Punjab Chief Minister Amarinder Singh and several other politicians criticised the violence in Delhi during the farmers’ massive tractor rally on Republic Day to protest the three agricultural laws.

Dramatic scenes unfolded in the Capital as the protestors clashed with the police, who used tear gas and batons to control them. At Delhi’s busy ITO area, farmers broke down barricades and chased away policemen on their tractors. One of the protestors died at ITO, reportedly after his tractor overturned, according to PTI.

The protestors also marched on to Red Fort. One of them climbed the ramparts and hoisted a flag bearing the “Nishan Sahib”, a symbol of Sikh religion. However, contrary to some of the media reports, the tricolour was not taken down by the protestors.

Singh said that violence caused by “certain elements” was unacceptable. “It’ll negate goodwill generated by peacefully protesting farmers,” he tweeted. “Kisan leaders have disassociated themselves and suspended Tractor Rally. I urge all genuine farmers to vacate Delhi and return to borders.”

Delhi’s ruling Aam Aadmi Party blamed the Centre for letting the situation deteriorate. “The [farmers’] movement has been peaceful for the last two months,” the party said in a statement. “Farmer leaders have said that those who indulged in violence today were not part of the movement and were external elements. Whoever they were, the violence has certainly weakened the movement which was going on so peacefully.”

Congress leader Rahul Gandhi said that violence was not the solution to anything. “Whoever gets hurt, it is the country which will suffer damage,” he tweeted. “Take the anti-farmer laws back for the benefit of the country.”

Nationalist Congress Party chief Sharad Pawar said the Centre did not take the farmers’ agitation seriously, ANI reported. “As [the farmers’] restraint ended, the tractor march was taken out,” he said. “Centre’s responsibility was to keep law and order in control but they failed.”

West Bengal Chief Minister Mamata Banerjee said the Centre’s “insensitive attitude and indifference” towards the farmers was to blame for the tense situation in Delhi. “First, these laws were passed without taking farmers in confidence,” she added. “And then despite protests across India and farmers camping near Delhi for last 2 months, they’ve been extremely casual in dealing with them. Centre should engage with the farmers and repeal the draconian laws.”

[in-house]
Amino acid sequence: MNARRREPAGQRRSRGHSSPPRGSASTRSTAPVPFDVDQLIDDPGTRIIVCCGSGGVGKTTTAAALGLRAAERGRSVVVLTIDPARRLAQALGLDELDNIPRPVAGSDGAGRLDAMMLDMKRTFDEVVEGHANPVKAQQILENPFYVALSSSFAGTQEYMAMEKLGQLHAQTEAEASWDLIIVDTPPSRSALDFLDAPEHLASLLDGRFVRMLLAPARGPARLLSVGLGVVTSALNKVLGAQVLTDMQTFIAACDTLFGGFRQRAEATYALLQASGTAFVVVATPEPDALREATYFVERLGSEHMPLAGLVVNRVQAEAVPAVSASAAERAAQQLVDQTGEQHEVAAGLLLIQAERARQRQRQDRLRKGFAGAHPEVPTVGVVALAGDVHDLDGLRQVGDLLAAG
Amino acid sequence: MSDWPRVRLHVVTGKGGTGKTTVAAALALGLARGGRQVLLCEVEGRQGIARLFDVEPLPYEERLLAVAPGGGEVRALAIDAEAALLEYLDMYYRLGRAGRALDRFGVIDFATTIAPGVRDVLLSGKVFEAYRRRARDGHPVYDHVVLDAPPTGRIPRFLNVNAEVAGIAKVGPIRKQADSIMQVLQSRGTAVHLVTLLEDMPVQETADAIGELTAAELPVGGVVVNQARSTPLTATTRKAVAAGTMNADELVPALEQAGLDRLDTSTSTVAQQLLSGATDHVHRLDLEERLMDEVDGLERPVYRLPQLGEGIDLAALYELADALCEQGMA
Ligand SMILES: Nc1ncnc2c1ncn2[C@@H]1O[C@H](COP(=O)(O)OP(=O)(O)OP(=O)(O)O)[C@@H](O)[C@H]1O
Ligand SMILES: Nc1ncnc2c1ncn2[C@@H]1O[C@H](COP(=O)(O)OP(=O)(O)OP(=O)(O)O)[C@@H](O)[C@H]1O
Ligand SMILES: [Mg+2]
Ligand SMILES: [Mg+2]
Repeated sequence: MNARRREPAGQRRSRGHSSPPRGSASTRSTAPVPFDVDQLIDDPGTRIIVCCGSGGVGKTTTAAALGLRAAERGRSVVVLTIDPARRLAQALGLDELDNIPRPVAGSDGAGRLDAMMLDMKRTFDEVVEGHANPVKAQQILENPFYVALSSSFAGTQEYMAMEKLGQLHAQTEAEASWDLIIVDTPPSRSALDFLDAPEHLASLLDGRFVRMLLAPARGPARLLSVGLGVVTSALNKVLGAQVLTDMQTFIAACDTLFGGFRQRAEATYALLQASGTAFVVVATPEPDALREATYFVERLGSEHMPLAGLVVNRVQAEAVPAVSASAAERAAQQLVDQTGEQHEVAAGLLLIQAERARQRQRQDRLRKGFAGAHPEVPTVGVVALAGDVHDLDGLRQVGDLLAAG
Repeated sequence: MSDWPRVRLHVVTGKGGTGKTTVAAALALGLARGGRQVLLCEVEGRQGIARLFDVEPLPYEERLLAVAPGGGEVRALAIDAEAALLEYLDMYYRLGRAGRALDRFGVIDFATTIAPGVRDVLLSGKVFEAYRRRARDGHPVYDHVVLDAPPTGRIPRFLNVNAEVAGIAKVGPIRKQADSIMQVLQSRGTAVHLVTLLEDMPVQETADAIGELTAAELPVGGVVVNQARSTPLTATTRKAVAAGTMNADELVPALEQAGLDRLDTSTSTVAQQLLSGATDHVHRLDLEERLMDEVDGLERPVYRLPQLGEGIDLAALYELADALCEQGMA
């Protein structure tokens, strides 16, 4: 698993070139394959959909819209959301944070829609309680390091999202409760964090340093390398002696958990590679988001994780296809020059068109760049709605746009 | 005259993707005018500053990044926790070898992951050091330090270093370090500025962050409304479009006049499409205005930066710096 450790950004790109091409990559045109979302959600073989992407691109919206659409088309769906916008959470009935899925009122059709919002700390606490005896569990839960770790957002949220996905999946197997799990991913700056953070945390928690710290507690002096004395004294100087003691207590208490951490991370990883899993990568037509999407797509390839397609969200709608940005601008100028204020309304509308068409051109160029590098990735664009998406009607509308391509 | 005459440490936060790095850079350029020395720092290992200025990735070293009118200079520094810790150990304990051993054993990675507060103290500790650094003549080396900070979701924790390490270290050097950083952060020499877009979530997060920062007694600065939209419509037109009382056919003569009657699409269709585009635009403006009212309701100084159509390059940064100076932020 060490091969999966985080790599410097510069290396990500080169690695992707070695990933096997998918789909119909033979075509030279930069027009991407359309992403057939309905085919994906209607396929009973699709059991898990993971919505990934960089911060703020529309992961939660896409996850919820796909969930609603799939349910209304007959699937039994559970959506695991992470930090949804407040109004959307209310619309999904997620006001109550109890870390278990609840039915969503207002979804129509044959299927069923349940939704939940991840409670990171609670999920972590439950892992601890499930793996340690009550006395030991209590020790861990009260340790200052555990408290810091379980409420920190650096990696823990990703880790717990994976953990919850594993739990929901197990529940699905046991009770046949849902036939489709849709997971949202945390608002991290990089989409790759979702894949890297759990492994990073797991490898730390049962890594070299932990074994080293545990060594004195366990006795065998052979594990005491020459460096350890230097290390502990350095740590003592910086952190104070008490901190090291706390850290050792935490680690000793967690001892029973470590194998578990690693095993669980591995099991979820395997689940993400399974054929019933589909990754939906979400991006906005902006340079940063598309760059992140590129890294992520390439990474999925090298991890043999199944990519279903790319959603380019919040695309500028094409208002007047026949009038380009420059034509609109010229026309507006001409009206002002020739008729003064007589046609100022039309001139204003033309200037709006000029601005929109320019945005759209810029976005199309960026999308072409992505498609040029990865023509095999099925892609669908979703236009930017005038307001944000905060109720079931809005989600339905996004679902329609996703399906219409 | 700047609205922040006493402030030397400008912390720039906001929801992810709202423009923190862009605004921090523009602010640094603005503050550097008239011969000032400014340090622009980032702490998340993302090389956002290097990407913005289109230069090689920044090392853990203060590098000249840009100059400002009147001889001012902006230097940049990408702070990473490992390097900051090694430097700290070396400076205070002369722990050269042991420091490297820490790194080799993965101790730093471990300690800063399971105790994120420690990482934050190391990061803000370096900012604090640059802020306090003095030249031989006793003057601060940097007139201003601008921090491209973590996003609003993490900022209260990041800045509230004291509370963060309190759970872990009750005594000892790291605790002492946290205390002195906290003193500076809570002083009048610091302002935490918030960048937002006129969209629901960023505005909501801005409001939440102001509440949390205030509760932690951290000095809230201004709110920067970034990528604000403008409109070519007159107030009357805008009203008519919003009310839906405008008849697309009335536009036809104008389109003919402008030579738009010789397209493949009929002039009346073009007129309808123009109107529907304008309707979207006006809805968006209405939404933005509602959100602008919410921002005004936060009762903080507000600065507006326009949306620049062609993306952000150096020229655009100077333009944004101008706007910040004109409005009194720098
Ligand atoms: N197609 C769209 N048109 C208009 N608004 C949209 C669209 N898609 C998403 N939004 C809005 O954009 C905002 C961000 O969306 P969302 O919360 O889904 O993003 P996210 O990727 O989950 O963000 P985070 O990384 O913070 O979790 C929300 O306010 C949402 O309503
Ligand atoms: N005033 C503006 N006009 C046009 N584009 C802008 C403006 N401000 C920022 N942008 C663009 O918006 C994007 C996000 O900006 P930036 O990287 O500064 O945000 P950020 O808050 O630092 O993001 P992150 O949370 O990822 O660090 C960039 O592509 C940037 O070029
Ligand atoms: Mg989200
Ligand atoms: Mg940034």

Meanwhile, the farmers’ unions distanced themselves from those who indulged in violence. “Despite all our efforts, some organisations and individuals violated route and indulged in condemnable acts,” the Samyukta Kisan Morcha said, according to ANI. “Anti-social elements had infiltrated the otherwise peaceful movement. We’ve always held that peace is our biggest strength and any violation would hurt the movement.”

Protesters climb a flagpole at the ramparts of the Red Fort. Sajjad Hussain/AFP

Tens of thousands of farmers had been camping out on the outskirts of Delhi in the intense cold for over two months, before entering the city on Tuesday. The farmers demand the repeal of the three agricultural laws passed in September. They believe that the new laws undermine their livelihood and open the path for the corporate sector to dominate agricultural.

The government, on the other hand, maintains that the new laws will give farmers more options in selling their produce, lead to better pricing, and free them from unfair monopolies. The law passed in September are meant to overhaul antiquated procurement procedures and open up the market, the government has claimed.

Also read:

  1. ‘Delhi is our capital too’: A blow-by-blow account of the farmers’ tractor rally on Republic Day
  2. Tear gas at Singhu to rally inside Red Fort: Here’s how the farmers’ tractor parade unfolded